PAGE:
Study on Bundelkhand of Planning Commission: Education -
Factors Behind School Drop-Outs/Non-Enrollment And Educational Backwardness
Education is the pillar for the success of all the
development activities and efforts undertaken by government and volunteers. MP
has been educationally backward as its literacy rate (44.20%) and literacy among
women confirm it. The situation among backward communities, scheduled castes and
tribes is further alarming. The Bundelkhand region of MP is one of the most
backward regions of the state and lag far behind on the development indicators.
The concept of universalisation of education, even at the primary level is far
beyond the reach in this region. The literacy percentage among the SC/ST, and
particularly female literacy among them, shows a very dismal picture. (see table
4.1) The availability of educational facilities, schools and technical
institutions are also not enough to cover the needs of the rural masses. Though
each district has a District Institute of Education and Training (DIET), the
technical and commercial institutions of learning are very few in the districts
concerned. (see table 4.2). Educational scene is very pessimistic in the region.
A very few students from Bundelkhand have been able to show any achievement in
the field of science and technology and the competition of some repute.
Government figures of the coverage of schools, educational facility, students
enrollment and drop out rates always leave a concern about its validity when the
actual situation in the villages of Bundelkhand is observed and surveyed by any
As the region is economically backward and a large number of
landless labourers are busy struggling with life to satisfy their hunger,
education is not in the priority list of the masses. If the parents are not
interested in the education of their children, there are causes behind it.
Bundelkhand is a plateau with uneven surface of soil with no widespread plain.
So the infertile land and the rainfed agricultural economy based on it, are
unable to meet the both ends of its population. With no proper transportation
and links within the districts and outside, internal mobility is very slow. As
Bundelkhand receives average rain-fall once in 5 or 7 years, economic
backwardness and low industrial growth rate leaves the labourers without work
for most of the period in a year. In order to earn their livelihood, they are
always to be on the move. Thousands of landless labourers of Bundelkhand go to
Uttar Pradesh, Punjab and Haryana alongwith their families during the month of
‘chaitra’ for harvesting ‘Rabi’ crops. Such labourers are known as ‘chaitua’.
With such kind of migration and struggle
for livelihood, how can the parents think of the relevance of education for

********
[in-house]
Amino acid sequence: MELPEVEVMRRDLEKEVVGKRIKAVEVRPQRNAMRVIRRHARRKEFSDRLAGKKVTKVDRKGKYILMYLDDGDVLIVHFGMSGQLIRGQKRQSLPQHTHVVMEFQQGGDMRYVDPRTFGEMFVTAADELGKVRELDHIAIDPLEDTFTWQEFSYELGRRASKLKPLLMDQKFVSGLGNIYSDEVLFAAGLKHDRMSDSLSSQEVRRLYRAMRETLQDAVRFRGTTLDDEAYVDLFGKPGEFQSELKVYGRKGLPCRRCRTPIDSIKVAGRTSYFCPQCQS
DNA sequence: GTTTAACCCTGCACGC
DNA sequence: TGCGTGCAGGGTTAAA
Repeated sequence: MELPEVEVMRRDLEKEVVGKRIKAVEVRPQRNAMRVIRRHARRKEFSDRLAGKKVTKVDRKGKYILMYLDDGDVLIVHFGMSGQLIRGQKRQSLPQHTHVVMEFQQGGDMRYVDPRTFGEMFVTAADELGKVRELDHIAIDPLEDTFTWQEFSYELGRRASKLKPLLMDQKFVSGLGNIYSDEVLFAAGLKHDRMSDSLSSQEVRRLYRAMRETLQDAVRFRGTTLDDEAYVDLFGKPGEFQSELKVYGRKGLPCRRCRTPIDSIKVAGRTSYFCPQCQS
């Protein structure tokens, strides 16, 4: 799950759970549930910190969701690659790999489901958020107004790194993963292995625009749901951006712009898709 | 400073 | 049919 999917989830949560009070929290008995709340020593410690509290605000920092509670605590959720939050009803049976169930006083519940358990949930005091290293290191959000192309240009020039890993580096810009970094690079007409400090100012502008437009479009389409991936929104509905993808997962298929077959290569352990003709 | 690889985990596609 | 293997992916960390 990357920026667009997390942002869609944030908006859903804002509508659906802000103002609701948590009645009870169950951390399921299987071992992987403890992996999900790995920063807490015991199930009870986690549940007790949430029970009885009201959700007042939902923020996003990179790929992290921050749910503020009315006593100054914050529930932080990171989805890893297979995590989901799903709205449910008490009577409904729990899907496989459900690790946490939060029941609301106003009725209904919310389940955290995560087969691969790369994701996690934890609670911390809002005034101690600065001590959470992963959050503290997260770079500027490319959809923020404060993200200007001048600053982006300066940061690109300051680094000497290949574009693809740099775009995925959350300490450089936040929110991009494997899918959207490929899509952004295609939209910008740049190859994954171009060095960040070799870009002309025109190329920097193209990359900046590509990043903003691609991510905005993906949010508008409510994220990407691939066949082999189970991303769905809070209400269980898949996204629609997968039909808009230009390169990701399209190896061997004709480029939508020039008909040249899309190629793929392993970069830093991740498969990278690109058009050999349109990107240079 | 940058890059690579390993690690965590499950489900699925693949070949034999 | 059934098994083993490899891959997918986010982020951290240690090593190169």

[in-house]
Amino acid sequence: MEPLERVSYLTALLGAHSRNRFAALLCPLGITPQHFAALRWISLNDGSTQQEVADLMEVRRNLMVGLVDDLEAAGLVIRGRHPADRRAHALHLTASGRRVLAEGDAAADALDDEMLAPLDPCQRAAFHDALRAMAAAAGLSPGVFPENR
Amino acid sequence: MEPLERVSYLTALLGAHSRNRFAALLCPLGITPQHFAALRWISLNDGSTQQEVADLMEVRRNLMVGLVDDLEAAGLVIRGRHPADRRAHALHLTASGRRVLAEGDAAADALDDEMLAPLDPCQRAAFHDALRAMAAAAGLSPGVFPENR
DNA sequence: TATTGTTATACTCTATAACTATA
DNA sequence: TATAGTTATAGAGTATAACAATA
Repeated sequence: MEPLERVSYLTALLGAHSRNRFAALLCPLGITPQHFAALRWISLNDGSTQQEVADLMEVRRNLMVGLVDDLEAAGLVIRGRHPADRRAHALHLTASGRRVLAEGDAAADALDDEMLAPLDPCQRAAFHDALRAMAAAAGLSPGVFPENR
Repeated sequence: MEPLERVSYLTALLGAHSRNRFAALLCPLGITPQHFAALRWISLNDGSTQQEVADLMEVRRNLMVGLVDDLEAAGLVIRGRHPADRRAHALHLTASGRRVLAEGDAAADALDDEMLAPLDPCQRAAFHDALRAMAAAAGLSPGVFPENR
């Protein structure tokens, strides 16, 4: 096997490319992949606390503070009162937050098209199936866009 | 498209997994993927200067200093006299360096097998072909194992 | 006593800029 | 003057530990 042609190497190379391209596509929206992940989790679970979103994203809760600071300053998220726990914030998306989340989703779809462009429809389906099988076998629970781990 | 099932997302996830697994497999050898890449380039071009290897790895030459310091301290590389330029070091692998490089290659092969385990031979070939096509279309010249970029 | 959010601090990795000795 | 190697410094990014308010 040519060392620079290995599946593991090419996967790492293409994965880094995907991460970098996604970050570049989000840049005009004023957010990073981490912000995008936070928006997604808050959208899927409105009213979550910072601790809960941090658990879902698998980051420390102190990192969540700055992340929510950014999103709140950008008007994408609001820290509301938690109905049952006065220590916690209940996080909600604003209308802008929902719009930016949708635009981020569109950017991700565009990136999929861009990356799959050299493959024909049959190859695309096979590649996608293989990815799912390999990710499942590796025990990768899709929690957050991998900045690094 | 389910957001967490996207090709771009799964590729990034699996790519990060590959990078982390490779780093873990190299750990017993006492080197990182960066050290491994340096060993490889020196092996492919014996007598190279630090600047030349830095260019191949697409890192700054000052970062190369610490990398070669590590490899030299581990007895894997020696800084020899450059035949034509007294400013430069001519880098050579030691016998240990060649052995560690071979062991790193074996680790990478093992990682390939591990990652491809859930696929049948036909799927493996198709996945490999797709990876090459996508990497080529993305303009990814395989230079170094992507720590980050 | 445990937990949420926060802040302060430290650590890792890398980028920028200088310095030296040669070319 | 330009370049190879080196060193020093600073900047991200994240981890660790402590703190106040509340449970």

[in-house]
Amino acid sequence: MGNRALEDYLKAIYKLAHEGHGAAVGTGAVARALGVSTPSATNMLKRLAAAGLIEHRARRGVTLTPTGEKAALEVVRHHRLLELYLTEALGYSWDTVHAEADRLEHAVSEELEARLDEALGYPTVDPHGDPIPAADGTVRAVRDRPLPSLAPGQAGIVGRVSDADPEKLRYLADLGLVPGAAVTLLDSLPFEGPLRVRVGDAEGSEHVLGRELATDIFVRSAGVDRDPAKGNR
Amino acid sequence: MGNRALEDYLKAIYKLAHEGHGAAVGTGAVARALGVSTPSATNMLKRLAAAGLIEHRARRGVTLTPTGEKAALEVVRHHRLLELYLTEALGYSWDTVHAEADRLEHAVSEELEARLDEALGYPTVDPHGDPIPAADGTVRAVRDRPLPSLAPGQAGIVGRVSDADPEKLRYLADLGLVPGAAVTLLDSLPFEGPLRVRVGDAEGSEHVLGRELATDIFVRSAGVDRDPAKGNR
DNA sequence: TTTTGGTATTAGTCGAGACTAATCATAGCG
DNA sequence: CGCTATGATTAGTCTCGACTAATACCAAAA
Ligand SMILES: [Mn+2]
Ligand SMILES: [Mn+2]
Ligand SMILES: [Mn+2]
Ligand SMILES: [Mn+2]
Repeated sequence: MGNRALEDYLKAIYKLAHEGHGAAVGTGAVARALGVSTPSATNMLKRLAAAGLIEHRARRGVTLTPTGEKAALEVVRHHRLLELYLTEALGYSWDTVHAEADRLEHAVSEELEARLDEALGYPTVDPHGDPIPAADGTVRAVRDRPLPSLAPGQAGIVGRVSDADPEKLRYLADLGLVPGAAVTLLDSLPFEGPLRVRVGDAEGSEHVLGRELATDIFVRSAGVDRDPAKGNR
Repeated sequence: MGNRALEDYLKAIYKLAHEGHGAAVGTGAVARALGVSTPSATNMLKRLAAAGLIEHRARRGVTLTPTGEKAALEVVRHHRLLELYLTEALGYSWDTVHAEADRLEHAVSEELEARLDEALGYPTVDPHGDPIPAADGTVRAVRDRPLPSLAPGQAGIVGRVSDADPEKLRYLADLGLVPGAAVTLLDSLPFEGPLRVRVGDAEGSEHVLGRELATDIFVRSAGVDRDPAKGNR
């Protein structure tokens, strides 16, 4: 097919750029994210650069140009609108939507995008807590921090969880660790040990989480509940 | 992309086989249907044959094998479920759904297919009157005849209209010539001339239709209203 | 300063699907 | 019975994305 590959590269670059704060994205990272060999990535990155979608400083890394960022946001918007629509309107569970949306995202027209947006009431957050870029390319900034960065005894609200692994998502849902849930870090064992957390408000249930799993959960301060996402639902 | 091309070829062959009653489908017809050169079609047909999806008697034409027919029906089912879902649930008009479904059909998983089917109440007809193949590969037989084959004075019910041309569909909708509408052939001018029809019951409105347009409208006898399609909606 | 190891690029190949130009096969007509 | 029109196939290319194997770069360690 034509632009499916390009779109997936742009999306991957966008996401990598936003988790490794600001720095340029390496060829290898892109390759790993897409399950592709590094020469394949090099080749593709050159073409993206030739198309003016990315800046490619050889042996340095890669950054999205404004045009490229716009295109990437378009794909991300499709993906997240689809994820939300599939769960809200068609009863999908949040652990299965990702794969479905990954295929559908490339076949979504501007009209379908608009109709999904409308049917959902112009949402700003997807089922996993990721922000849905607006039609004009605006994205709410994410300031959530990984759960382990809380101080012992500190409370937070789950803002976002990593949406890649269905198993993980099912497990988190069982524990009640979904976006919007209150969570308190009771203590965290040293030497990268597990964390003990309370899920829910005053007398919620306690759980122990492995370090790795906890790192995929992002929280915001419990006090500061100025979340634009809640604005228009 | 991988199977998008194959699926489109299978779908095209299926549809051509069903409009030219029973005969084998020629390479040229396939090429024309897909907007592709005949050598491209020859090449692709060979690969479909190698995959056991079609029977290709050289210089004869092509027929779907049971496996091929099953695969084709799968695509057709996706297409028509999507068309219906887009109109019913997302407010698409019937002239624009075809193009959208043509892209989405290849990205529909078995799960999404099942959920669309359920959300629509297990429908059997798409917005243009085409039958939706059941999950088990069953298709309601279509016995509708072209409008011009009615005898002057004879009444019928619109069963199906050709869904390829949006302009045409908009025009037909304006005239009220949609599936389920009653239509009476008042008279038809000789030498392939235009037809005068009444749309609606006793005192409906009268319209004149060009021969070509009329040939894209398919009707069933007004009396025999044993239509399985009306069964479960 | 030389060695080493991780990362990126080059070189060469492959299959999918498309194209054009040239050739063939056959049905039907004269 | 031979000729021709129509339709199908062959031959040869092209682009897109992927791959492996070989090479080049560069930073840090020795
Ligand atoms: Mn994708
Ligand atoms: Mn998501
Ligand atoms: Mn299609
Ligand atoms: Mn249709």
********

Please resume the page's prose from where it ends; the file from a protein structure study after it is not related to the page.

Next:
their children, who help them in their livelihood process.
The situation is grim. A large number of children in
Bundelkhand are still out of schools. The case of block Tikamgarh of district
Tikamgarh is representative of the region. In the survey conducted in 1993 by
Sanskar Shiksha Samiti to prepare the micro-plan of the block it was revealed
that out of 24,853 children of 6-14 age group, 14,244 children were not enrolled
in any school which means that 57% of the children of this block were deprived
of education. The situation might be further worst in other blocks of concerned
districts because of their remoteness and distance from the district
Blockwise percentage of literacy for total /SC/ST.
indifference towards education has also been one of the reasons behind such a
state of illiteracy in this region. People still think like this:-
"Thoda padhe so har se gaye
Jyada padhe so ghar se gaye”
(Those who got some schooling, have gone out of agricultural activities and
those who got more education have gone out of home, so education is not
Most of the people of weaker section have a complex feeling
into their mind that education is of no use to their children. They are not
interested to send their children to schools. Observation in various villages of
Tikamgarh, Satna, Chhatarpur, Panna and Datia has shown that most of the
children attending primary schools are from rich families of Thakurs, Brahmins
and upper castes. Lot needs to be done for the awareness generation towards
utility of education.
Even after enrollment in the schools, a large number of
children drop out before reaching class fifth. For example in district Tikamgarh
itself 44.25% children dropped out from the schools in the period between
1982-83 to 1986-87. The situation might have improved during the next decade but
little seems to have changed when viewed at the educational condition of women,